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Activity coefficient en regression with UNIQUAC ( chloroform / methanol mixture)

UNIQUAC (Abbr. For English Universal Quasi Chemical ) is an activity coefficient model , the activity coefficient γ of the components in a chemical mixture with the compositions, expressed in terms of mole fractions correlated.


In UNIQUAC, the activity coefficient of component i is made up of two components, the remaining component, which describes intermolecular forces, and the combinatorial component, the size and shape of the components:

Combinatorial part

The combinatorial portion is calculated exclusively from substance-specific quantities, the relative van der Waals volumes and surfaces of the pure substances.

with the volume fraction per mole fraction of component i

and the surface area per mole fraction of component i


The remainder, on the other hand, contains interaction parameters that are adapted to experimental and sometimes also estimated activity coefficients.


are the adjustable interaction parameters between components i and j.


Activity coefficients make it possible to calculate phase equilibria (gas-liquid, liquid-liquid, solid-liquid) and some other thermodynamic quantities using simple relationships. Models such as UNIQUAC now make it possible, for example, in process simulation to perform complex calculations for any composition of a chemical mixture with only a few known parameters, without having to know experimental data for all the required points.


UNIQUAC knows two fundamentally different parameters.

  1. Relative van der Waals surfaces and volumes are material constants that must be known for all substances involved.
  2. Interaction parameters between two components that describe the intermolecular forces. These parameters must be determined for all binary pairs in a mixture. In a quaternary mixture there are already six parameter sets (1-2, 1-3, 1-4, 2-3, 2-4, 3-4) and this number increases sharply with further components. The interaction parameters themselves are adapted to experimental activity coefficients or to phase equilibrium data from which activity coefficients can be derived. Another alternative is to determine activity coefficients with an estimation method such as UNIFAC and to adapt UNIQUAC parameters to these estimated activity coefficients. The advantage of the UNIQUAC parameters is the significantly simpler and therefore faster calculation compared to the direct use of the rather complex prediction method.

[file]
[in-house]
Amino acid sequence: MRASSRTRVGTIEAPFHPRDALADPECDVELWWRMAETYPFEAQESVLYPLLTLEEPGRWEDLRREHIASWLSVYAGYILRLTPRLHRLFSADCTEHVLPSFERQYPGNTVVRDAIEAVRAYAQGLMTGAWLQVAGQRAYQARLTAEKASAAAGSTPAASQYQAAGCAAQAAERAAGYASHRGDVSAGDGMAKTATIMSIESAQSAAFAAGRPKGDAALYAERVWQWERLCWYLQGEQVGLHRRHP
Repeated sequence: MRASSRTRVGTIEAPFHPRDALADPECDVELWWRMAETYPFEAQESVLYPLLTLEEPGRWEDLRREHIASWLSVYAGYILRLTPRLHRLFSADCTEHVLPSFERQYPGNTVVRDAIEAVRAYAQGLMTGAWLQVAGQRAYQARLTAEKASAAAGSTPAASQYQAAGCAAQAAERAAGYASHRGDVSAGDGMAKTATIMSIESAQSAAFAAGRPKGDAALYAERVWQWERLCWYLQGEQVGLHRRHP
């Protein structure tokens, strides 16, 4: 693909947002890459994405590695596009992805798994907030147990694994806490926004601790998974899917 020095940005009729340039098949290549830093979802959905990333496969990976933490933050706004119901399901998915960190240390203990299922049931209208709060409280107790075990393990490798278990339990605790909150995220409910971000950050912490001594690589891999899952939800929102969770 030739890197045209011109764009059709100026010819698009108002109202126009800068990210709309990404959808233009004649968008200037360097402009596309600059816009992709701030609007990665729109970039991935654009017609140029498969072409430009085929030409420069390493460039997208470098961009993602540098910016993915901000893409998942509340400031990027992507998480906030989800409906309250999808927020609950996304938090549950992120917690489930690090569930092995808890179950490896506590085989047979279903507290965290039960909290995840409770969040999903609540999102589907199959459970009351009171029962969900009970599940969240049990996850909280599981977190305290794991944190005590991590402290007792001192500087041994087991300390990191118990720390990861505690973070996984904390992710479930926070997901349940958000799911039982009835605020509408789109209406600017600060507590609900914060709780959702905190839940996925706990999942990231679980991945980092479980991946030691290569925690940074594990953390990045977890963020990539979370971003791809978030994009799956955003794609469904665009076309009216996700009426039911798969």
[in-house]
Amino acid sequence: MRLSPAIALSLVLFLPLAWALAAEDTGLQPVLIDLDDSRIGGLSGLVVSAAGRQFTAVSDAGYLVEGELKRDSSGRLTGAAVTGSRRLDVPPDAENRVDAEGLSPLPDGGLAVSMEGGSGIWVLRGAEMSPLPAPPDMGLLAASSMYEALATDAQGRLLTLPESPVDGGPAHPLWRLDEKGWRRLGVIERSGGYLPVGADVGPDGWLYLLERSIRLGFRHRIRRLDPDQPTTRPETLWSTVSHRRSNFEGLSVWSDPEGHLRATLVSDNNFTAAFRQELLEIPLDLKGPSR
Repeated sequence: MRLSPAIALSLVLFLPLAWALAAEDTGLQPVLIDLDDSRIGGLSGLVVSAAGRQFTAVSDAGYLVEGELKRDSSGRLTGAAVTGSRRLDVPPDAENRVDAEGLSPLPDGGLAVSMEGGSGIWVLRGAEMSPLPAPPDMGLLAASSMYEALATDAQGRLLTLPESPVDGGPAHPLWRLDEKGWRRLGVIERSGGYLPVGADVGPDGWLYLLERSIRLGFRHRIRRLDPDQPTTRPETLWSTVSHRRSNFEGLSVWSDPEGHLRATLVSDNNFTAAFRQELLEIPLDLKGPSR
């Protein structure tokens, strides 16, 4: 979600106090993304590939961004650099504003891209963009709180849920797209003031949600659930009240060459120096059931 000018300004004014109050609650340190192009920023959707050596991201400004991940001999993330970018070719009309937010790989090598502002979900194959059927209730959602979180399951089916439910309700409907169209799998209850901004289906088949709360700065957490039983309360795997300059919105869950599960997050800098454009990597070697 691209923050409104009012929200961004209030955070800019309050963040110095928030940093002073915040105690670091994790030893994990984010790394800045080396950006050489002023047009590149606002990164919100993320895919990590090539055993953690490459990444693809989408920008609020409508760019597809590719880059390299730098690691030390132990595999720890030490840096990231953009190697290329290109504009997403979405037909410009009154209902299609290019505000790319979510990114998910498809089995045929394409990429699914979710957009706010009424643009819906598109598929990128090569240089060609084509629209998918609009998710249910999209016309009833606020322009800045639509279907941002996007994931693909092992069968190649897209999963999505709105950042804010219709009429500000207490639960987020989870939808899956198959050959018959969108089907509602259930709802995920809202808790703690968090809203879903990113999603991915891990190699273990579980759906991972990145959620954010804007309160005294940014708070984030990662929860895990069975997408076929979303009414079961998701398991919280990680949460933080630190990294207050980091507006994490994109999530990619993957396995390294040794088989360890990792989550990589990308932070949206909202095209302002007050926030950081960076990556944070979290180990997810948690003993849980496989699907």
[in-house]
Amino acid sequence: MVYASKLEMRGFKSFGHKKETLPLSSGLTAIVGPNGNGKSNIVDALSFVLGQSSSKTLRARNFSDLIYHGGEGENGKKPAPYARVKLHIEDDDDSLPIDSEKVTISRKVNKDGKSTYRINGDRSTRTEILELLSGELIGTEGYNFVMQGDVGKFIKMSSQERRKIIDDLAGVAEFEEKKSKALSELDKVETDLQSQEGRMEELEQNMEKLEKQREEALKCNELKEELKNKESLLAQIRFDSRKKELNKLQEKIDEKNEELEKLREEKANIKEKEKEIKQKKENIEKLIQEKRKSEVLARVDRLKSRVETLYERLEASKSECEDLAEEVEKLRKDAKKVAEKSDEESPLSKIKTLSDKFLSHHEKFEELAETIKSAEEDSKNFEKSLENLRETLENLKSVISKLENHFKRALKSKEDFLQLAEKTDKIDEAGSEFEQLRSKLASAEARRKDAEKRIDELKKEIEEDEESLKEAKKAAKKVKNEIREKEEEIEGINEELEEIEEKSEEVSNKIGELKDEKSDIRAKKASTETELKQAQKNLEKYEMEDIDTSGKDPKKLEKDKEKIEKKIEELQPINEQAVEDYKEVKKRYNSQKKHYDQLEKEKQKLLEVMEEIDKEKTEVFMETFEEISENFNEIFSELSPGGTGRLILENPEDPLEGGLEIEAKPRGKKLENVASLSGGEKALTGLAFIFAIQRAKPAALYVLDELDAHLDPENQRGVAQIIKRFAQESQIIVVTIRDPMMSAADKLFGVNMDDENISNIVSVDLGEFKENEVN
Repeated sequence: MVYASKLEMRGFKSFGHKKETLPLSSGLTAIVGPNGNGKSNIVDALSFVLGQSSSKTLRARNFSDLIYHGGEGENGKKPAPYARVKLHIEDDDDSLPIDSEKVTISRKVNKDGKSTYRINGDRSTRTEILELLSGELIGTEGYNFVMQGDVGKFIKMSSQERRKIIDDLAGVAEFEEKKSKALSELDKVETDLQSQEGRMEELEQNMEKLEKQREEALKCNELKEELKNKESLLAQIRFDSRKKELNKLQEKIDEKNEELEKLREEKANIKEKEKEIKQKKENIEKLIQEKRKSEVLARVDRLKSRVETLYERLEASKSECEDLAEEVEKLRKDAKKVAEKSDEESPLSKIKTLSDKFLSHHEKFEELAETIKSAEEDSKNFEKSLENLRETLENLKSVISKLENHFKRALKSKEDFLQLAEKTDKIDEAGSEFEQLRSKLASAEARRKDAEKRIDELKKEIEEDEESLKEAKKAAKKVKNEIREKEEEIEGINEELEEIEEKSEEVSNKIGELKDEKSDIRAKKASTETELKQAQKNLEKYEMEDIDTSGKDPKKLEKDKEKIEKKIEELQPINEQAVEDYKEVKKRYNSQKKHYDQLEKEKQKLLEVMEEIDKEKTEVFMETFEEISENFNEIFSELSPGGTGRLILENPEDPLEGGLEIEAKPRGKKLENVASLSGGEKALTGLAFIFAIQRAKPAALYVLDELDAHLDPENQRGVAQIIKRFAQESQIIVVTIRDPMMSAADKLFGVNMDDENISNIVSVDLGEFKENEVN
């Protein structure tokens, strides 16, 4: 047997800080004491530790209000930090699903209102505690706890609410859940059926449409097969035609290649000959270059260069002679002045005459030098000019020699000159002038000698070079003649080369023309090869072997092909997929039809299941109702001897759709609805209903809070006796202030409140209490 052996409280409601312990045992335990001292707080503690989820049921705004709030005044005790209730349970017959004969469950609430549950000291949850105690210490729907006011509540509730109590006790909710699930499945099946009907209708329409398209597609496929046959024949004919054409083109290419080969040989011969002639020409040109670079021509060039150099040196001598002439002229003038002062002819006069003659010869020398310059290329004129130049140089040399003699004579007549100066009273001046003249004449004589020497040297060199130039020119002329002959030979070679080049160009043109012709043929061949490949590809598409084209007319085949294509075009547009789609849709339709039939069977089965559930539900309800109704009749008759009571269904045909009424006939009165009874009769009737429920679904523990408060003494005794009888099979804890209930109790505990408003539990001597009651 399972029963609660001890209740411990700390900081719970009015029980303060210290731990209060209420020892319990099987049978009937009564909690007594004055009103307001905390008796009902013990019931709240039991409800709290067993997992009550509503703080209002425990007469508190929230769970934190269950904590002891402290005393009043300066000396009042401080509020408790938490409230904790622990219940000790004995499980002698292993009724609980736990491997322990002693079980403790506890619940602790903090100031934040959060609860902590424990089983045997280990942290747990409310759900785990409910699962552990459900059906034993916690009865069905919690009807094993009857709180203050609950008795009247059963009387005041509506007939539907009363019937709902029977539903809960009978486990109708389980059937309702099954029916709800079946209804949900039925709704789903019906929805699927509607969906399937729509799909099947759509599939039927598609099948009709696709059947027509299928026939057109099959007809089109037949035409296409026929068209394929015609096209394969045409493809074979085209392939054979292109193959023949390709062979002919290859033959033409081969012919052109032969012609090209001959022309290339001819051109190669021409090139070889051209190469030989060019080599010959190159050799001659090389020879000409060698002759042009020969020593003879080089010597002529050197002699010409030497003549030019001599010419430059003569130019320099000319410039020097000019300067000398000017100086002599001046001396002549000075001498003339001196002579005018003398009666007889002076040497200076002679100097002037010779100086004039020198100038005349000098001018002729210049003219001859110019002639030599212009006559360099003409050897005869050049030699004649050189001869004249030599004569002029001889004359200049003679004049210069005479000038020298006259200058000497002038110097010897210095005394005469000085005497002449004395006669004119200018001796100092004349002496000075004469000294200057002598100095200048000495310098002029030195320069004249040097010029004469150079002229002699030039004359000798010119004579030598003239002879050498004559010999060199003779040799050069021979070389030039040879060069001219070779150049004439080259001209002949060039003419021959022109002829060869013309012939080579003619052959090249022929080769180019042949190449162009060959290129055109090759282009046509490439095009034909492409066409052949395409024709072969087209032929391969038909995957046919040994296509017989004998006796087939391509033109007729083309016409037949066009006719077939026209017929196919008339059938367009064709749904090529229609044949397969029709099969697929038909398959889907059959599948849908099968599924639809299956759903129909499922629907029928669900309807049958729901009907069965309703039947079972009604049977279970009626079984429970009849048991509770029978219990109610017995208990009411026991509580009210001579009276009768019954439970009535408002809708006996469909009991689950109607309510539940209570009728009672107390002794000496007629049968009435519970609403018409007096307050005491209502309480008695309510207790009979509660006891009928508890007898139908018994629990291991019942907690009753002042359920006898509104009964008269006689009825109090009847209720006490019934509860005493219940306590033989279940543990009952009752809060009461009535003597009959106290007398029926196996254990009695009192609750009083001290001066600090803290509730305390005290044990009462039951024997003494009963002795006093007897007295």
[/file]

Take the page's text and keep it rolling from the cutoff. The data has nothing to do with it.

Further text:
Recent developments

UNIQUAC is being further developed in many working groups. Some selected derivatives are

  • UNIFAC : A method that allows the volumes and surfaces as well as, in particular, the interaction contributions to be estimated. This eliminates the need to use experimental data to adjust the UNIQUAC parameters.
  • Extensions for the calculation of activity coefficients in mixtures containing electrolytes
  • Enhancements to better describe the temperature dependence of activity coefficients
  • Extensions for polymer systems

Individual evidence

  1. Denis S. Abrams, John M. Prausnitz: Statistical thermodynamics of liquid mixtures: A new expression for the excess Gibbs energy of partly or completely miscible systems . In: AIChE Journal . tape 21 , no. 1 , 1975, p. 116-128 , doi : 10.1002 / aic.690210115 .
  2. Maria C. Iliuta, Kaj Thomsen, Peter Rasmussen: Extended UNIQUAC model for correlation and prediction of vapor-liquid-solid equilibria in aqueous salt systems containing non-electrolytes. Part A. Methanol-water-salt systems . In: Chemical Engineering Science . tape 55 , no. 14 , 2000, pp. 2673-2686 , doi : 10.1016 / S0009-2509 (99) 00534-5 .
  3. ^ Barbara Wisniewska-Goclowska, Stanislaw K. Malanowski: A new modification of the UNIQUAC equation including temperature dependent parameters . In: Fluid Phase Equilibria . tape 180 , no. 1-2 , 2001, pp. 103-113 , doi : 10.1016 / S0378-3812 (00) 00514-8 .
  4. João AP Coutinho, Fernando LP Pessoa: A modified extended UNIQUAC model for proteins . In: Fluid Phase Equilibria . tape 222-223 , 2004, pp. 127-133 , doi : 10.1016 / j.fluid.2004.06.030 .